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Thursday, Jun. 29, 2017, 8:00 AM
by Sanjay Mishra
African-Americans are more likely to die from lung cancer than whites and yet few studies of possible genetic factors that contribute to this disparity have been conducted.
Melinda Aldrich, Ph.D., MPH, and colleagues conducted a first-of-its-kind genome-wide association study of lung cancer survival in 286 African-Americans enrolled in the Southern Community Cohort Study.
Reporting recently in the journal Cancer Epidemiology, Biomarkers & Prevention, they identified a variant in the CMKLR1 gene that was significantly associated with reduced lung cancer mortality in African-Americans. This is contrary to the findings of a prior study in European-Americans that found the variant was associated with increased mortality.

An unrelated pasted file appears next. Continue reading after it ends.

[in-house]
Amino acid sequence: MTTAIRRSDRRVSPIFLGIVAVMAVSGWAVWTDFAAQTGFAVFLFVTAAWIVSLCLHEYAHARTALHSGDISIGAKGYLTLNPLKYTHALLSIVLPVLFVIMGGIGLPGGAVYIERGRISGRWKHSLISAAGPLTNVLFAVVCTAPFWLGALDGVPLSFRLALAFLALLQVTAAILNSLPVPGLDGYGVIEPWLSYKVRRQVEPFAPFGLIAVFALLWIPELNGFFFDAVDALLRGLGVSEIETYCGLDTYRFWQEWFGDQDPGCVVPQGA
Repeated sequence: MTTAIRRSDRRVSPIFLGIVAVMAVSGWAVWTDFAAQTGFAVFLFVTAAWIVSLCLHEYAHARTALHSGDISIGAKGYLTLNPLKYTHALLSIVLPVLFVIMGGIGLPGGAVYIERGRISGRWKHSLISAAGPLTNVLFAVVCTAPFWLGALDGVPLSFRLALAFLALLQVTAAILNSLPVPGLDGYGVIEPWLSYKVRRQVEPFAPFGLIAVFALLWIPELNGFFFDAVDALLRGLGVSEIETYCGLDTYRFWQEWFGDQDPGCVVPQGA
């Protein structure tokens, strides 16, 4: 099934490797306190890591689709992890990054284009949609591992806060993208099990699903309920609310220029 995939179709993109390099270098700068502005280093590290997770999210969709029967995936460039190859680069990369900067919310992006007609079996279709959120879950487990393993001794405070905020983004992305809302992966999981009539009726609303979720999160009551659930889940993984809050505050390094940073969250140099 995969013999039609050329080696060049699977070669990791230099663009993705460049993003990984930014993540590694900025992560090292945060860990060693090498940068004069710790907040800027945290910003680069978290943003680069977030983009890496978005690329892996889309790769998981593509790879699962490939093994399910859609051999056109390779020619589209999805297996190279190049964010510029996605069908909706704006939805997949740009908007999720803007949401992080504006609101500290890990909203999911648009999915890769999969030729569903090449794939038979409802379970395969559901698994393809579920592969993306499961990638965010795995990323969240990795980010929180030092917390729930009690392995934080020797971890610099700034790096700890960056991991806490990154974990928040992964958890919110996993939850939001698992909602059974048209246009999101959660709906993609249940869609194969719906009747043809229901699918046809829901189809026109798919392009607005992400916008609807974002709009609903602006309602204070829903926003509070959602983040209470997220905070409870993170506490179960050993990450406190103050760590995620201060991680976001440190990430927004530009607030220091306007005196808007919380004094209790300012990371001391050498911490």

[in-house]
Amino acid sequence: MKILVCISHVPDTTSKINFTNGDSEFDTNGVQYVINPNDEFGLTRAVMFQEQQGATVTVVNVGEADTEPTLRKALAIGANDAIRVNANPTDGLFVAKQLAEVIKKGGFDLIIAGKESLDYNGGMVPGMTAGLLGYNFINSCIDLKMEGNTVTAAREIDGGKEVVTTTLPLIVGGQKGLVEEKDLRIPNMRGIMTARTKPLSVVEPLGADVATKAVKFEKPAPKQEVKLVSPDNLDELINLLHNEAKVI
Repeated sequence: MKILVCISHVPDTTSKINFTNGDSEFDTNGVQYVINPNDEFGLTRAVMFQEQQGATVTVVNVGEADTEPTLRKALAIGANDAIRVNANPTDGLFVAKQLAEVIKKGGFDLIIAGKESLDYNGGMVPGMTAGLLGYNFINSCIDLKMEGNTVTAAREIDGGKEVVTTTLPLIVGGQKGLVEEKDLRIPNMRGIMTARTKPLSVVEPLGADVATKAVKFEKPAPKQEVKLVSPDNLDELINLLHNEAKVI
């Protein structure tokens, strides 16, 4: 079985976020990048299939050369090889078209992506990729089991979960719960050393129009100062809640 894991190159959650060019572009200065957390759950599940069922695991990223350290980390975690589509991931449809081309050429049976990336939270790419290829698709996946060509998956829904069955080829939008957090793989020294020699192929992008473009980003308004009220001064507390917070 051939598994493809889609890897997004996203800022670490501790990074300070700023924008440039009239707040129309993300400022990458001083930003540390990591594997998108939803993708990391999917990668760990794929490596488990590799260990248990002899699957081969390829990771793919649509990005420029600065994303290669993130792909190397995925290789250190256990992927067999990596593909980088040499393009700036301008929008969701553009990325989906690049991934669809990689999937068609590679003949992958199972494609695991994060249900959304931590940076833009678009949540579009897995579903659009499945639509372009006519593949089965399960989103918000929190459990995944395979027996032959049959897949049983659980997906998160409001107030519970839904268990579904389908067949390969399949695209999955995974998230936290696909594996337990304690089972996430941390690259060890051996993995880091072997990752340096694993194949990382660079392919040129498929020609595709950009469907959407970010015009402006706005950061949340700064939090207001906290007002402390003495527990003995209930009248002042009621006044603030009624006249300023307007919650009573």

The gene encodes a receptor that plays a role in the immune response to cigarette smoke in mouse models of chronic obstructive lung disease, a lung cancer risk factor.
While this was a small study, further investigations could lead to new treatments that improve lung cancer survival, especially in African-Americans, the researchers concluded.
This research was supported by the Department of Defense (Early Investigator Synergistic Idea Award), the National Institutes of Health (grants CA172294, GM080178, CA060691, CA087895, CA022453) and the Department of Veterans Affairs.
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